U.S. Air Force Academy Cadet Chapel in Colorado
Sitting in the Colorado foothills at the United States Air Force Academy, this 1962 church was built by Walter Netsch of Skidmore, Owings, and Merrill. Now acclaimed as an impressive example of modernist architecture, its 17 spires and 100 identical tetrahedrons were originally controversial.
Il Duomo di Firenze in Italy
As the jewel of Florence, this Gothic-style cathedral was begin in 1296 and completed in 1436. Visitors flock to view the cathedral’s intricate marble panels in shades of green and pink and the largest brick dome ever constructed.
Wayfarers Chapel in Los Angeles
Locals call this Californian structure "The Glass Church" and it’s clear why: Lloyd Wright—son of Frank Lloyd Wright—designed Wayfarers Chapel in the late 1940s to make churchgoers feel like they were outside.
St. Michael’s Golden-Domed Monastery in Ukraine
This functioning monastery in Kiev, Ukraine, saw plenty of damage and renovations over the years (the current structure was rebuilt after Ukrainian independence in 1991), but it’s most notable today for its striking blue and gold Baroque style.
Blue Mosque in Turkey
Also known as the Sultan Ahmed Mosque, this Istanbul site is popular with tourists but still serves as a gathering place for worshipers. The mosque was built between 1609 and 1616 and earned its "Blue" nickname thanks to the hand-painted blue tiles that adorn its interior walls.
St. Basil’s Cathedral in Russia
Located in the Red Square in Moscow, Russia, this building originally contained 10 churches but now functions as a museum and national landmark.
Bahai Lotus Temple in India
Completed in 1986, this temple—aptly called the Lotus Temple—uses a flowerlike shape and is the Mother Temple of the Indian subcontinent. Like other Bahai houses of worship, it’s open to anyone, regardless of religious affiliation.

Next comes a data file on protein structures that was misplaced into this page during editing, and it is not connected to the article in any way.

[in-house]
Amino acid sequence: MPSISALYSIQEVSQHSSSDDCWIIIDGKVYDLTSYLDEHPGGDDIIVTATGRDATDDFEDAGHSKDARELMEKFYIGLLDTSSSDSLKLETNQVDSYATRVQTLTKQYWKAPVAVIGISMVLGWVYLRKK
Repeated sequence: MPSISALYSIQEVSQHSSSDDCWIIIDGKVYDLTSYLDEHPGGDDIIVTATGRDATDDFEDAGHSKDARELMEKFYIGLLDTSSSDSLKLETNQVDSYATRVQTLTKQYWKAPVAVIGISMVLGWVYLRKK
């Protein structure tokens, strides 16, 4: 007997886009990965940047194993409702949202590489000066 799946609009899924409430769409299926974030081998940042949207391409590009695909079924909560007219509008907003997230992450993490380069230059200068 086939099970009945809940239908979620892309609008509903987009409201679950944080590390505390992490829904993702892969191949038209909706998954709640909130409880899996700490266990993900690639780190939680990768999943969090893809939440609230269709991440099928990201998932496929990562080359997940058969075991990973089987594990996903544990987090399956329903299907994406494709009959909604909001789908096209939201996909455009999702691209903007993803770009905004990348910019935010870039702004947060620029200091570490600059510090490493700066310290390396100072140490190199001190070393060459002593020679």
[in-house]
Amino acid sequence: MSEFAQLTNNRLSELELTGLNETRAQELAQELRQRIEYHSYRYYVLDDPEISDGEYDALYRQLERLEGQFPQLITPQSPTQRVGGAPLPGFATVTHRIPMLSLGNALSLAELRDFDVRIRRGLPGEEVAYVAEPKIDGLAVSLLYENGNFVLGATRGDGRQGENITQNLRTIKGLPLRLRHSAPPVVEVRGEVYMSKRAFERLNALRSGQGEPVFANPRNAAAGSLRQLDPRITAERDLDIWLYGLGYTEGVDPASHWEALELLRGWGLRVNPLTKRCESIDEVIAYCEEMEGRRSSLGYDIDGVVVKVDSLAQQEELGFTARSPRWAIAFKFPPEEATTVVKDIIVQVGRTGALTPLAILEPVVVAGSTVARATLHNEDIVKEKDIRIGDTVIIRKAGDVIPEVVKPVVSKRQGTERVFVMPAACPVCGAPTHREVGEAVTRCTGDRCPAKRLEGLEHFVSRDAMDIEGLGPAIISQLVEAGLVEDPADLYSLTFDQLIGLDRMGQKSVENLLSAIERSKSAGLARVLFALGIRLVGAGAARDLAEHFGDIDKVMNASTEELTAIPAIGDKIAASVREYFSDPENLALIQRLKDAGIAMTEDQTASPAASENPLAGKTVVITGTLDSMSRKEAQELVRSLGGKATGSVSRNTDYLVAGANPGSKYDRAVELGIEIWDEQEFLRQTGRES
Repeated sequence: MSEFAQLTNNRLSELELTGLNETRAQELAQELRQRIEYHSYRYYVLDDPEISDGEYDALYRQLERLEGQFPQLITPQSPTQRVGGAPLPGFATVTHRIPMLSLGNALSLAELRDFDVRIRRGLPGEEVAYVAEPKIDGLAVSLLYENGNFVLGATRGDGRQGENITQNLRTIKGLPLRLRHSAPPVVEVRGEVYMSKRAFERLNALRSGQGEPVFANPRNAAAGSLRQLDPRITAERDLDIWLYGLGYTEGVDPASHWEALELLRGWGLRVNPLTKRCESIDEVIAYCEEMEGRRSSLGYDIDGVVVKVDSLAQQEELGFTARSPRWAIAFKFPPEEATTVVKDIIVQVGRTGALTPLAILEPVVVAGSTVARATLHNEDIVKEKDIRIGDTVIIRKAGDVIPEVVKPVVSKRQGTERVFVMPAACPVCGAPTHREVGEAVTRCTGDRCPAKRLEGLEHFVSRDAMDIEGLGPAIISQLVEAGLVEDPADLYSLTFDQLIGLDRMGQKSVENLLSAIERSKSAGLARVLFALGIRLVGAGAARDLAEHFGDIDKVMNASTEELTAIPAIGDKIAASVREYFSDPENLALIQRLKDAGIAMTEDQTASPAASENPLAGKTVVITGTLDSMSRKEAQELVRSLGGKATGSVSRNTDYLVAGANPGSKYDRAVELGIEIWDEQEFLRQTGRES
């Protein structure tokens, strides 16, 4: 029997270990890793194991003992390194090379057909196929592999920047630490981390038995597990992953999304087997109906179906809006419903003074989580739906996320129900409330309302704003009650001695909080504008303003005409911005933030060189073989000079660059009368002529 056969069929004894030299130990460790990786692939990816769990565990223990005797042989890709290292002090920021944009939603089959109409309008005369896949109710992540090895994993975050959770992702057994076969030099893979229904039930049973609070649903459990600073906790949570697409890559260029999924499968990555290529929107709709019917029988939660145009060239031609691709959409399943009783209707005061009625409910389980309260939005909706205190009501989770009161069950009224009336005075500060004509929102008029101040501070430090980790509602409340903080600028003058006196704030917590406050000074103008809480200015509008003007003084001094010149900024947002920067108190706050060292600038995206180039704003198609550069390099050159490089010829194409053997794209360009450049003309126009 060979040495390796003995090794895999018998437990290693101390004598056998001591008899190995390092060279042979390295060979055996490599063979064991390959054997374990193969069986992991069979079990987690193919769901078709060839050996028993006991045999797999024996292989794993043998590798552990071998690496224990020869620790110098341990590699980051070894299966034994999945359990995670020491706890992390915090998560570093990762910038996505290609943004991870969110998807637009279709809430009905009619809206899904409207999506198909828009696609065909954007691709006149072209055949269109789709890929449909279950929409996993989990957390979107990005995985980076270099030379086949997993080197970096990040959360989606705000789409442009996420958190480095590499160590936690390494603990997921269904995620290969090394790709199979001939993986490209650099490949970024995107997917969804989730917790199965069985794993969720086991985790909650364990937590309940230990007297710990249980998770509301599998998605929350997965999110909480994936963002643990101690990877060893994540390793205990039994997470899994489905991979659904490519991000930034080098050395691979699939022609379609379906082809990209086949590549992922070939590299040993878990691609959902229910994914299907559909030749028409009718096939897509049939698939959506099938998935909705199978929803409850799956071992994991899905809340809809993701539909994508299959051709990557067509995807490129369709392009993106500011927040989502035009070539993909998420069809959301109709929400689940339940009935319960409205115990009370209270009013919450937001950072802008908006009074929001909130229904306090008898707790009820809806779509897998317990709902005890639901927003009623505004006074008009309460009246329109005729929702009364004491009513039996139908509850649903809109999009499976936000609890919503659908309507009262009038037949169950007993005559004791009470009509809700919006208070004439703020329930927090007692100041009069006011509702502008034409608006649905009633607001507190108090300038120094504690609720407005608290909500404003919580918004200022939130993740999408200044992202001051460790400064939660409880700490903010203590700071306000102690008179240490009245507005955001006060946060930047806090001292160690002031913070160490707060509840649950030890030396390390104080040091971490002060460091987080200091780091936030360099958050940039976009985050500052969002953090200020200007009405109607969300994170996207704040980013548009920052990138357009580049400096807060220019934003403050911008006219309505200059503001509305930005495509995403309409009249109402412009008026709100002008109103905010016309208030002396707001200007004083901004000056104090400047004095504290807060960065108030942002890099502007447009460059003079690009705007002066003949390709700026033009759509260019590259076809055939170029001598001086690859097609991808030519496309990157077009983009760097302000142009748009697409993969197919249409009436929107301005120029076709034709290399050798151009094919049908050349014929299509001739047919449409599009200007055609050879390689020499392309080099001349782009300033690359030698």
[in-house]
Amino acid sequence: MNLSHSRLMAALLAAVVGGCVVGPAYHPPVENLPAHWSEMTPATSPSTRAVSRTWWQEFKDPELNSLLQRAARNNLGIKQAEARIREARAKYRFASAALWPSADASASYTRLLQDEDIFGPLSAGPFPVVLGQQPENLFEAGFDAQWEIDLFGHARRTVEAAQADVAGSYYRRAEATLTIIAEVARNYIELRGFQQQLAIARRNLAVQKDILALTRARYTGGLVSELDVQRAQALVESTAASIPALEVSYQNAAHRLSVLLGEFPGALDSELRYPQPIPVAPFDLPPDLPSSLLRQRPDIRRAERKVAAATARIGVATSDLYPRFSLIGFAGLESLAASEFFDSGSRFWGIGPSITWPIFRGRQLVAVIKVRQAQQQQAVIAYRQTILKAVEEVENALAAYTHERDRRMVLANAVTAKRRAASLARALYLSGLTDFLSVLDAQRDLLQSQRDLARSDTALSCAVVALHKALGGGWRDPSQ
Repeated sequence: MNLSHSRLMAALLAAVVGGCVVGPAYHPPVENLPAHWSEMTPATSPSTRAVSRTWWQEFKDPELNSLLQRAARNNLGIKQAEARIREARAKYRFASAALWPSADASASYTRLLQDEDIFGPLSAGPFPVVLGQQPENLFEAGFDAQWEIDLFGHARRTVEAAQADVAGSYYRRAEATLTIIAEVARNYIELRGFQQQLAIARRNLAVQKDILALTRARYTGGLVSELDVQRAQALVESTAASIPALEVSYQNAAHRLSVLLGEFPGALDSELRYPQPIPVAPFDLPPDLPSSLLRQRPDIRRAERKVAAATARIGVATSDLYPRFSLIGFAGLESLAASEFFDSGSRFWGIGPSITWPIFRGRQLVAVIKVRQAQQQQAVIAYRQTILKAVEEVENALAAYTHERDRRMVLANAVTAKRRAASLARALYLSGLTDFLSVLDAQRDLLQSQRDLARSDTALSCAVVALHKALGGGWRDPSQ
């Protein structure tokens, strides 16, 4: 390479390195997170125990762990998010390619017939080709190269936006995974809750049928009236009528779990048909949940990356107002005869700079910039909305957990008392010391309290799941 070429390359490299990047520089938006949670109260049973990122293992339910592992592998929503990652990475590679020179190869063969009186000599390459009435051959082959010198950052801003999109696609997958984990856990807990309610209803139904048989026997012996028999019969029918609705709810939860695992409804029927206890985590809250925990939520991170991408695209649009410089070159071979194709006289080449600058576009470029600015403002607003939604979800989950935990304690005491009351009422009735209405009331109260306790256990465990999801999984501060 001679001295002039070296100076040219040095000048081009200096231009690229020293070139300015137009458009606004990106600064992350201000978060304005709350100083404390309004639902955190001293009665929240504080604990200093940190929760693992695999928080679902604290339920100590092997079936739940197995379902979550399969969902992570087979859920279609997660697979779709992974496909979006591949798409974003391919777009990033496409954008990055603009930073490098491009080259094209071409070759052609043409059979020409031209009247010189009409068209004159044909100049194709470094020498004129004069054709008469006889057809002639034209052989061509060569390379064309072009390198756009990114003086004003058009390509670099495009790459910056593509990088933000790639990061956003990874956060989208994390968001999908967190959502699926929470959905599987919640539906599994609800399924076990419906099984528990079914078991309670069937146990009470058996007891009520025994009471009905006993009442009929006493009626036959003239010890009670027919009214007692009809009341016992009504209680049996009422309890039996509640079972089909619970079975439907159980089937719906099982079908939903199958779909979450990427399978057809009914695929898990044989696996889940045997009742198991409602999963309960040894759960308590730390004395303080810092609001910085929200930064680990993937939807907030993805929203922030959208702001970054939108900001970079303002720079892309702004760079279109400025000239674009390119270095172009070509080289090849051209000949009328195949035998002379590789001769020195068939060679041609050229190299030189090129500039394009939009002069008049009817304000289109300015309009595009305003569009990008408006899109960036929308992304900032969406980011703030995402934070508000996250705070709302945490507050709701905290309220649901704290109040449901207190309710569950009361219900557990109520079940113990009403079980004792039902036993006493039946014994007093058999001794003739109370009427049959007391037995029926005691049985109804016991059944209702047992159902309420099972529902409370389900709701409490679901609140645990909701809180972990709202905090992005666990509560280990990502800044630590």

The Mosque-Cathedral of Córdoba in Spain
This site in Cordoba, Spain, has seen many transformations. Originally a Christian Visigoth temple, when Muslims conquered Spain in 711 they eventually built the grand mosque of Cordoba. During the Reconquista of the 13th century, the building was converted to a Roman Catholic Church with a newly built Renaissance cathedral nave.
The Stykkisholmskirkja church in Iceland
Designed by Jon Haraldsson and built in 1990, this modern white church in Stykkisholmur features sweeping lines that ascend toward the sky and an all-white facade.
Meenakshi Amman Temple in India
Located in the holy city of Madurai in India and recognized as an important Hindu temple, the 17th-century Meenakshi Amman Temple consists of 14 astounding towers featuring elaborate sculptures and bright colors.
New Synagogue in Bochum, Germany
Opened in 2007, the New Synagogue in the western city of Bochum, Germany, replaced one that had been destroyed by the Nazis in 1938. Costing about $10 million to construct, the all-white, cubic structure now holds up to 400 people.
Thorncrown Chapel in Arkansas
Similar in style to the Wayfarers Chapel in California, the Thorncrown Chapel in Arkansas harkens back to the Prairie School of architecture to create an airy, open space that makes visitors feel like they are immersed in nature.
Sagrada Familia in Spain
This huge Roman Catholic church designed by the Spanish architect Antoni Gaudi started construction in 1882 and likely won’t be completed until 2026—the centenary of Gaudi’s death.
Harmandir Sahib in India
Known as the Golden Temple, this temple was founded in 1577 and is the holiest shrine in Sikhism. Despite its sacred status and current use as a religious center, the temple is open to visitors.
Saint-Michel d’Aiguilhe Chapel in France
This beautiful chapel in France was built in 959 on a volcanic needle that juts out from the surrounding landscape. It also marks the starting point of the Via Podiensis pilgrimage route, a route that is still used today.
Parroquia de San Miguel Arcangel Church in Mexico
Notable for its wedding cake styling and its pink hue, the towers of the church in Mexico’s San Miguel de Allende were designed by stonemason Zeferino Gutierrez in the late 19th century.